Microsoft Disagrees with EU’s Plan to Ban Facial Recognition

By Bill Toulas / January 21, 2020

Microsoft has expressed its concerns about EU’s considerations around facial recognition technologies. Last week, the BBC reported that the European Commission was very concerned with the implications of facial recognition tech and the consequences in society. Thus, the Commission was reportedly developing an 18-page document that would officially propose the banning of the tech in Europe for the next five years. That would be enough to consider and assess the impact of this new technology, identify the possible risks and develop mitigation and management measures.

This news was welcomed by Alphabet’s Sundar Pichai, who stated that temporary bans on facial-recognition technology make perfect sense at this time. Mr. Pichai spoke in a Brussels conference and said that governments and regulators should deal with this now rather than later, so following a waiting period approach to thinking how facial recognition should be used properly is a good idea.

On the other side though, Microsoft’s chief legal officer, Brad Smith, expressed his reluctance in supporting any type of use limitations in relation to the emerging tech at this moment. As he said, there are many benefits of facial recognition, and already, there are agencies using the tech to locate missing children and save people’s lives. Banning the tech for five years would result in the death of people who could have otherwise been saved. As there’s no alternative to use right now, Smith believes that we should continue using facial recognition and just improve the legislation and control measures that underpin it as we move forward.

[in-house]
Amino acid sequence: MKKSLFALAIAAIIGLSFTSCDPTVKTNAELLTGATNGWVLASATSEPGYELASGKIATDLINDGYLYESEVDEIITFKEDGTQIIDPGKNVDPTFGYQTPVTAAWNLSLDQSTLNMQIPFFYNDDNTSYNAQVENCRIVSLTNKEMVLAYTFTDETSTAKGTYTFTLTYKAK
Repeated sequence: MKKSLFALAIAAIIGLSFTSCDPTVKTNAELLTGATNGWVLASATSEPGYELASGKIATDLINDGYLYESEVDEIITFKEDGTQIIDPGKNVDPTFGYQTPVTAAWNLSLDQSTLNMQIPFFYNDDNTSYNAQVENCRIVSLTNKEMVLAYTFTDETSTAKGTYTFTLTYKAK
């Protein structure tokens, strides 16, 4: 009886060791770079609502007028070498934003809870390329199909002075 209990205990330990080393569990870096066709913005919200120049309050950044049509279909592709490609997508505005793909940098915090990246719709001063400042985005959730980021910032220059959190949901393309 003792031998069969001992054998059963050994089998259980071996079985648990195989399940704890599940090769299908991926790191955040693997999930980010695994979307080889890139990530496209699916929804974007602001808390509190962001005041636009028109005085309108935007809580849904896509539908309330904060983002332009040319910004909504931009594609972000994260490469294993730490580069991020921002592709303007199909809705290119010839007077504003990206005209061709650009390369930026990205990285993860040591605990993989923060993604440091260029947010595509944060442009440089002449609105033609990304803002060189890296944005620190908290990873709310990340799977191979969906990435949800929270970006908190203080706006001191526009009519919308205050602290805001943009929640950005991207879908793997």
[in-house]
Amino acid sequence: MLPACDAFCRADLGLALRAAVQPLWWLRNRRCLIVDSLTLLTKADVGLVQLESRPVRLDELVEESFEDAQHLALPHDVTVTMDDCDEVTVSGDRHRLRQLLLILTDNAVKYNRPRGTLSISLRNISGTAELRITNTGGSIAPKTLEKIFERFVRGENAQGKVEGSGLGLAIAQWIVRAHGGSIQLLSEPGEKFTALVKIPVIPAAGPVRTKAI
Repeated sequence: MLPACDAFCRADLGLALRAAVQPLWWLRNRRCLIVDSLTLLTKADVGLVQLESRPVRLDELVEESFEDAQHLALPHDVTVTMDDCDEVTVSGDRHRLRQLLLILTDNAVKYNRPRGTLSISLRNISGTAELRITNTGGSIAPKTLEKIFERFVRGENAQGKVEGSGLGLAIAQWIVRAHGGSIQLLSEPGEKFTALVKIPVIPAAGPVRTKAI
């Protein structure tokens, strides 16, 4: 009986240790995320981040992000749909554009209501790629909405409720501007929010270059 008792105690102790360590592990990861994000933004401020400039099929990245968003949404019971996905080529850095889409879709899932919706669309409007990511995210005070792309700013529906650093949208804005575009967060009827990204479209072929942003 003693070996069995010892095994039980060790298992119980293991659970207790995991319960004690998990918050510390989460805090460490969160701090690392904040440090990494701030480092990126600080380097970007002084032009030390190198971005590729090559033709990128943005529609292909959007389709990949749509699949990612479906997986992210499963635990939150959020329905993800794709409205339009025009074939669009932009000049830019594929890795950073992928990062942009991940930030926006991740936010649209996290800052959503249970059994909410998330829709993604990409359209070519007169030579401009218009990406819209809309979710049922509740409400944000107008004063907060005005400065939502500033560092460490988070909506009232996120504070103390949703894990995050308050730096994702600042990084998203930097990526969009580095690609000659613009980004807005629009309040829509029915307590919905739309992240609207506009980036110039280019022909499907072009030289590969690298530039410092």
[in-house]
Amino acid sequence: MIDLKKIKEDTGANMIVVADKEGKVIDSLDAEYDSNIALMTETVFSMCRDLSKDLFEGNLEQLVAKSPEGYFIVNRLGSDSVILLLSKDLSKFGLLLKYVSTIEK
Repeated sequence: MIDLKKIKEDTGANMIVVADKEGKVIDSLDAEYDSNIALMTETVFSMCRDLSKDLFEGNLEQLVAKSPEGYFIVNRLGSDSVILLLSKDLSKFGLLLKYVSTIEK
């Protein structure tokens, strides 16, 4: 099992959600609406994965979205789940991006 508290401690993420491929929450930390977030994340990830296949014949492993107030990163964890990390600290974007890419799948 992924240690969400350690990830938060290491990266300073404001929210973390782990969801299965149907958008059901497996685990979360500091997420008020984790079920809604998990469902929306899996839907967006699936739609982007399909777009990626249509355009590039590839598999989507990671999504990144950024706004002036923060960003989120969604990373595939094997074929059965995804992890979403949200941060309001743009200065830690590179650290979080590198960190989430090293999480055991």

At the same time that the debate about facial recognition technologies and applications sparks, police in the UK are moving forward and they’re doing it quickly. The South Wales police have decided to conduct a large-scale test of their NEC-made facial recognition tools last week outside the Cardiff stadium, scanning people in real-time and detaining anyone who was in their “blacklist”. Accuracy problems are only making discrimination and privacy violations even worse, and many are already talking about the police entering the undemocratic territory.

The UK is moving out of the EU anyway, so whatever legislation is going to be introduced to control how facial recognition is used is going to be their own matter soon. As for the rest of the Union, we hope that the Commission will indeed move forward with their proposal and that the tech will be banned until we are certain about how to make the most out of it without violating people’s fundamental rights. There are no benefits or positives that can overcome the negatives that derive from abusing these systems, and we first need to develop a context that will define what constitutes a proper application.

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